Gabriel's Wharf review
Imagine if a load of old art students had set up their own little village on a windswept bit of rock five miles off the Irish coast, pounded with wind and rain everyday, and the only people who visited it were wandering tourists and seagulls looking for somewhere to sit. They'd have shops selling knobbly logs of art, and patio statues whittled out of driftwood from the beach. Another shop would be selling pictures made out of seashells and string. Another one would be fashioning clothes out of flowery curtains and feathers that have blown in off the sea. That's what Gabriel's Wharf seems like to me (in my head).
I don't mind it, though -- it's all right. It has a nice seaside-feeling to it. There are always a few squawking seagulls wheeling around because they get fed by the crumblers (the old ladies with a bread bag full of crumbs). There's a thin stretch of sand outside if you fancy doing some winter sunbathing (but don't touch anything on the beach, for chrissakes, because all the rats have probably got diseases). This is the seaside, London-style: with brown water instead of blue. The waves have a scummy, crusty head on top, like an abandoned pint of bitter in the pub. There's even a short wooden pier where you can watch the muddy water slapping against the bankside.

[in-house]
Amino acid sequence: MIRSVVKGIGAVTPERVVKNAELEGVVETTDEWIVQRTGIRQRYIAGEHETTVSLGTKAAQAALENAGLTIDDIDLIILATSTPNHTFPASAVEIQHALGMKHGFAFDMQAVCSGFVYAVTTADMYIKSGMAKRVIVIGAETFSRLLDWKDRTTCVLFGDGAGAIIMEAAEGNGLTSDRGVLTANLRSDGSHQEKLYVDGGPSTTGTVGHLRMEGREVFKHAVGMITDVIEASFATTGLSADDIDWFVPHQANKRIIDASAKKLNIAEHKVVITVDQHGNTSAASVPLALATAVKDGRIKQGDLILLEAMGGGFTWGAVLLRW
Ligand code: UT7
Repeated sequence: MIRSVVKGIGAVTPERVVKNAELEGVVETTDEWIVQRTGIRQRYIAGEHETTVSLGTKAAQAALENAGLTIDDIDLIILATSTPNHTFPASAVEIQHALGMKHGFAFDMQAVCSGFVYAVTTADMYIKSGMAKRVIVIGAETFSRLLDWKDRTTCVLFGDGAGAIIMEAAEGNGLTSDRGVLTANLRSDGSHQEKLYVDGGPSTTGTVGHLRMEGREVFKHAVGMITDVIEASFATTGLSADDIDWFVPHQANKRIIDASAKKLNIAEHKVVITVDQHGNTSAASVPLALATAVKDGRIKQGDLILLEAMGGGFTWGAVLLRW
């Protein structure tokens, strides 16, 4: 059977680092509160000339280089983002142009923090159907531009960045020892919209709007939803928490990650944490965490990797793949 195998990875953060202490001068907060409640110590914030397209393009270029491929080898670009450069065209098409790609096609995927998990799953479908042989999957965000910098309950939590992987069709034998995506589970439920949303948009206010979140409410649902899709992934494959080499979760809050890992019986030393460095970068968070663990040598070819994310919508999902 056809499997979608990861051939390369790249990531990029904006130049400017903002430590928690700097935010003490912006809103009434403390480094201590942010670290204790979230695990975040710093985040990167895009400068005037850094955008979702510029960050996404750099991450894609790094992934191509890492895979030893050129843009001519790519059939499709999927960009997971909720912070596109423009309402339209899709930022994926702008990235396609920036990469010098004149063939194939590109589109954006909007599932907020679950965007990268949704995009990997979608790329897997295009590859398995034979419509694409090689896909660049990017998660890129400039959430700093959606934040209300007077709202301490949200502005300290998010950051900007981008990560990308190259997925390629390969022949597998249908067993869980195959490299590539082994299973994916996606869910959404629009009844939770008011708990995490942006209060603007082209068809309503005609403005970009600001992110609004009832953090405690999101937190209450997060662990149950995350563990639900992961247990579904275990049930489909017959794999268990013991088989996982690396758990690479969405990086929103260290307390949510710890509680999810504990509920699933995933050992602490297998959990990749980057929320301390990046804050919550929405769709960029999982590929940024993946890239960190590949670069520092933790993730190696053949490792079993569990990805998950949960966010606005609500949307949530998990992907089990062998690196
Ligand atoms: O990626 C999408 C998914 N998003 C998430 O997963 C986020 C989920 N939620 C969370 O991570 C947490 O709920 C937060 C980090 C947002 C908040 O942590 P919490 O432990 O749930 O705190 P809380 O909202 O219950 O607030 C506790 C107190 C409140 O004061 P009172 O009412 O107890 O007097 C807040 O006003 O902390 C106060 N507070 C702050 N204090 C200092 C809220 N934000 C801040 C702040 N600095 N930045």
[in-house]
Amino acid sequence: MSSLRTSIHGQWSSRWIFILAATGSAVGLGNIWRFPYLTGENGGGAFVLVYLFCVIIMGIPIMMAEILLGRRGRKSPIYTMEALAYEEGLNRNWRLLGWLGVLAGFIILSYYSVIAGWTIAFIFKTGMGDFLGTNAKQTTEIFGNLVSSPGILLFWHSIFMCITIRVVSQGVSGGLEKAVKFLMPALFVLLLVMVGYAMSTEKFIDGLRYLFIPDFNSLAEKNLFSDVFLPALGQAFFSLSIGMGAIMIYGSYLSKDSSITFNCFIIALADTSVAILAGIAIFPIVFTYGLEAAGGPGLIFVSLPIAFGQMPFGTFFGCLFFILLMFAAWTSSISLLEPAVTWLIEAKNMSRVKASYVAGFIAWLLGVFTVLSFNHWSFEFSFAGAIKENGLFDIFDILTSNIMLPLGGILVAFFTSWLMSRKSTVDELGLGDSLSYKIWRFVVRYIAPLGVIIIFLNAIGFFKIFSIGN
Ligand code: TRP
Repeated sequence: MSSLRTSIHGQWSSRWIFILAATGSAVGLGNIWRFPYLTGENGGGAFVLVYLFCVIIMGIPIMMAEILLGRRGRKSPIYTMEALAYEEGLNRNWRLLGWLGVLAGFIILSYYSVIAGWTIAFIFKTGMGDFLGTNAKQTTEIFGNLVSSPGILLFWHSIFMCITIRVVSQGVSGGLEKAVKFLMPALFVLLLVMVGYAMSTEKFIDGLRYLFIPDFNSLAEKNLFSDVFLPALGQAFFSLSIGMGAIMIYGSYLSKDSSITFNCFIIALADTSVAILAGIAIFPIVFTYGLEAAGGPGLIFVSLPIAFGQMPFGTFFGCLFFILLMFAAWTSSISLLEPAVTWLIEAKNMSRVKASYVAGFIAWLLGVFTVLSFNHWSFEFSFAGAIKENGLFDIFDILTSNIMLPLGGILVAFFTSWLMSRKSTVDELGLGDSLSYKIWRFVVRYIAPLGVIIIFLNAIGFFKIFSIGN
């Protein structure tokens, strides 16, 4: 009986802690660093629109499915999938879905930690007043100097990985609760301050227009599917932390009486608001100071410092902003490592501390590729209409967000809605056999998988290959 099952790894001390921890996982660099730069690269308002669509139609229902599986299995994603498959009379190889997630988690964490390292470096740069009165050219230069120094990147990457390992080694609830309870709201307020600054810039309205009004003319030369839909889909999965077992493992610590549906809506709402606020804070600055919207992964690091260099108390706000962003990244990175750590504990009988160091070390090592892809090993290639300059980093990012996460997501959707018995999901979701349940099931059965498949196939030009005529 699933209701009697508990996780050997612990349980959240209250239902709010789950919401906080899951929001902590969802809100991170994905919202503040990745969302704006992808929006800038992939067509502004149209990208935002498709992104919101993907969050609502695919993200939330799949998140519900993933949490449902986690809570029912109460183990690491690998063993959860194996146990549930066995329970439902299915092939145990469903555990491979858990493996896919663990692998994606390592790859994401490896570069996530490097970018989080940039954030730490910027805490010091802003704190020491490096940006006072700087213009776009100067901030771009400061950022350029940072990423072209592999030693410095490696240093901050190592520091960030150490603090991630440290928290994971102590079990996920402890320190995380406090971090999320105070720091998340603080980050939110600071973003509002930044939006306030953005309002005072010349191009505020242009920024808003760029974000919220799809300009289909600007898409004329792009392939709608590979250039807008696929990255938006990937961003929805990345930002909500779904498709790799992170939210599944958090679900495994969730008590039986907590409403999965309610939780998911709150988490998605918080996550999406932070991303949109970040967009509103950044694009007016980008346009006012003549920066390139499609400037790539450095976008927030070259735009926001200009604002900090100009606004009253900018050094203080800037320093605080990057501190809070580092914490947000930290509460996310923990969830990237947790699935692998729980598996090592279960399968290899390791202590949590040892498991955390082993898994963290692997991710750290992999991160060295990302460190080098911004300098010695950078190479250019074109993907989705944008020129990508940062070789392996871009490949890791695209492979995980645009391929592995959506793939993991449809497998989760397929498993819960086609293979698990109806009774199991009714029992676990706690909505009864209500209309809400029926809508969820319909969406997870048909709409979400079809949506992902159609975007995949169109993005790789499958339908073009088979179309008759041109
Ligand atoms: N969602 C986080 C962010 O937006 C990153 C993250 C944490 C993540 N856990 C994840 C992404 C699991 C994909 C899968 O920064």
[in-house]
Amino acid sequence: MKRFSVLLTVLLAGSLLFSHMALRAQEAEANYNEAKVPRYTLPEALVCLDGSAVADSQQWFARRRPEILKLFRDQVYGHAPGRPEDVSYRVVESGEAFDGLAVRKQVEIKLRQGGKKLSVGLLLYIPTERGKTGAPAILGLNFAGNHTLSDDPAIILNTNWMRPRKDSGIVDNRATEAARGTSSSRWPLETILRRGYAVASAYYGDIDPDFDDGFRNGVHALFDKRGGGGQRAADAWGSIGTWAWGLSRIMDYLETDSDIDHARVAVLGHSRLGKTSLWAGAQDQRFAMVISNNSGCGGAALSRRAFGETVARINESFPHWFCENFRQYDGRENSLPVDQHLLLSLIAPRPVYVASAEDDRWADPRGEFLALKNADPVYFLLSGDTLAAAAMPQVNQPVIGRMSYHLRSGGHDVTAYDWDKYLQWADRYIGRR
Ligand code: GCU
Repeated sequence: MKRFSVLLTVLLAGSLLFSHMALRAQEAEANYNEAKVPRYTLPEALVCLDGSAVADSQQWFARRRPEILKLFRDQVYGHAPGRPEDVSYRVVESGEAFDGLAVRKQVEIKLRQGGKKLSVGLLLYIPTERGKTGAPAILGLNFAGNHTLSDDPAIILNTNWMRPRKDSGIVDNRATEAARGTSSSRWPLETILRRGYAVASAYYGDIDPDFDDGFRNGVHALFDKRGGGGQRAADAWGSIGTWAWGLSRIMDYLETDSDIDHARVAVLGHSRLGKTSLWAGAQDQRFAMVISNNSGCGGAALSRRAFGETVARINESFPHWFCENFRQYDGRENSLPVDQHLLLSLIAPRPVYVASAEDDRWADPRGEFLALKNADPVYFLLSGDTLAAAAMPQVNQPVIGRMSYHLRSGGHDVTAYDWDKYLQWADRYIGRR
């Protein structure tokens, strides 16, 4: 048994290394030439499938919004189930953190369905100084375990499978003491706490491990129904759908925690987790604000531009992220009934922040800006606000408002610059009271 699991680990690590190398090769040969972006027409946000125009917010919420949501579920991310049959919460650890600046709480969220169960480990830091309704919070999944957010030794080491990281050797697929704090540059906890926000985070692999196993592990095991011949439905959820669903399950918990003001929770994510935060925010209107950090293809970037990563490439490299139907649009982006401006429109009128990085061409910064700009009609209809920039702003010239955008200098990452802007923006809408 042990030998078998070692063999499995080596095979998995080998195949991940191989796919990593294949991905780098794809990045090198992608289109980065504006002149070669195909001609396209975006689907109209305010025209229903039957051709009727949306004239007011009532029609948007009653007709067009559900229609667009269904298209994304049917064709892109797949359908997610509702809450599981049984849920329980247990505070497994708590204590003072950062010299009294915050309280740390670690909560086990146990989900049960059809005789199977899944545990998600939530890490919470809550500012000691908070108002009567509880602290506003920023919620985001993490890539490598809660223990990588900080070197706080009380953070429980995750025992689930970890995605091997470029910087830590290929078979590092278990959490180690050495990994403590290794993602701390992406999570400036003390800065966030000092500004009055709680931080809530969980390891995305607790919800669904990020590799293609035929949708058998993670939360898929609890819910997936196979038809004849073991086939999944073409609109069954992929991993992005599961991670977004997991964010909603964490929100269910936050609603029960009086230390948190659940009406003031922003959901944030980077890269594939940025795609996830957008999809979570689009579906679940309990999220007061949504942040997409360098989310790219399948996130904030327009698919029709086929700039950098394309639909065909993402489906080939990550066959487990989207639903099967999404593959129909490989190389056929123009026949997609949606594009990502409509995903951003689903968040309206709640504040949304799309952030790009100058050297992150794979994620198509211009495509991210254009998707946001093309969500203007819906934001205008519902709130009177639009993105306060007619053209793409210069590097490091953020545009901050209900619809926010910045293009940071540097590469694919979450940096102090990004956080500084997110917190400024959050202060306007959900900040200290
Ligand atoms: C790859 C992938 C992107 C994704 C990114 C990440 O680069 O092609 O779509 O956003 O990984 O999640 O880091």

They do have a couple of modern shops as well, selling baby clothes and handbags, but most of the shops are shacks, selling knick-knacks and bric-a-brac. They look like charity shops to me (brick and mortar jumble sales), but with arty names like Nordic Nic Nac, Henrietta Park and the House of Eunice.
There's an area in the middle full of knobbly objects that are supposed to go on your garden patio. Somebody has obviously spent hours carving them out of logs to flog to the tourists. They've got a hen, a dolphin (I think), maybe a whale, a snail, some dogs, some blobs... all sorts of frozen poses. You can probably bring them back to life if you know the correct spell.
I’ve been here before…
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